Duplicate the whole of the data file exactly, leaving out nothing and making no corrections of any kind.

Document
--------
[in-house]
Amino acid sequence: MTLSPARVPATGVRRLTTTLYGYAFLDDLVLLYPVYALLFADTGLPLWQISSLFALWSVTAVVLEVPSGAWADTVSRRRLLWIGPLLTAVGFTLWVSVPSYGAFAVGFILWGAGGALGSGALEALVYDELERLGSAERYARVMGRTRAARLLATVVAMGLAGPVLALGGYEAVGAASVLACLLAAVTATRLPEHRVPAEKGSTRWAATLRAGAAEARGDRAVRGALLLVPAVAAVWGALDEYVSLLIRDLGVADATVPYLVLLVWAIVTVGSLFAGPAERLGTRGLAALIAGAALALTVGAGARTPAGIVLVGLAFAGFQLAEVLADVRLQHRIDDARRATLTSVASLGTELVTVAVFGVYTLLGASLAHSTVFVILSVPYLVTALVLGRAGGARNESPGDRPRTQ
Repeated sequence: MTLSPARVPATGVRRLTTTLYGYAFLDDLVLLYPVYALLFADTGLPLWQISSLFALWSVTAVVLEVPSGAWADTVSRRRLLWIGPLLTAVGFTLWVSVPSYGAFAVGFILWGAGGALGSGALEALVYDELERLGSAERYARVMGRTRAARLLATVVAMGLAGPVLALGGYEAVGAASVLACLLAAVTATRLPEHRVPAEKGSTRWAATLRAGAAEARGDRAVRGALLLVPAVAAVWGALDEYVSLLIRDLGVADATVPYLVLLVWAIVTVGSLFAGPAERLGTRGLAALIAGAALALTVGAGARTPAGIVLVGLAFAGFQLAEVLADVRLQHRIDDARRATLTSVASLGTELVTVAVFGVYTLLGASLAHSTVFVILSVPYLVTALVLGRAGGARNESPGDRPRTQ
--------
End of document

[in-house]
Amino acid sequence: MTLSPARVPATGVRRLTTTLYGYAFLDDLVLLYPVYALLFADTGLPLWQISSLFALWSVTAVVLEVPSGAWADTVSRRRLLWIGPLLTAVGFTLWVSVPSYGAFAVGFILWGAGGALGSGALEALVYDELERLGSAERYARVMGRTRAARLLATVVAMGLAGPVLALGGYEAVGAASVLACLLAAVTATRLPEHRVPAEKGSTRWAATLRAGAAEARGDRAVRGALLLVPAVAAVWGALDEYVSLLIRDLGVADATVPYLVLLVWAIVTVGSLFAGPAERLGTRGLAALIAGAALALTVGAGARTPAGIVLVGLAFAGFQLAEVLADVRLQHRIDDARRATLTSVASLGTELVTVAVFGVYTLLGASLAHSTVFVILSVPYLVTALVLGRAGGARNESPGDRPRTQ
Repeated sequence: MTLSPARVPATGVRRLTTTLYGYAFLDDLVLLYPVYALLFADTGLPLWQISSLFALWSVTAVVLEVPSGAWADTVSRRRLLWIGPLLTAVGFTLWVSVPSYGAFAVGFILWGAGGALGSGALEALVYDELERLGSAERYARVMGRTRAARLLATVVAMGLAGPVLALGGYEAVGAASVLACLLAAVTATRLPEHRVPAEKGSTRWAATLRAGAAEARGDRAVRGALLLVPAVAAVWGALDEYVSLLIRDLGVADATVPYLVLLVWAIVTVGSLFAGPAERLGTRGLAALIAGAALALTVGAGARTPAGIVLVGLAFAGFQLAEVLADVRLQHRIDDARRATLTSVASLGTELVTVAVFGVYTLLGASLAHSTVFVILSVPYLVTALVLGRAGGARNESPGDRPRTQ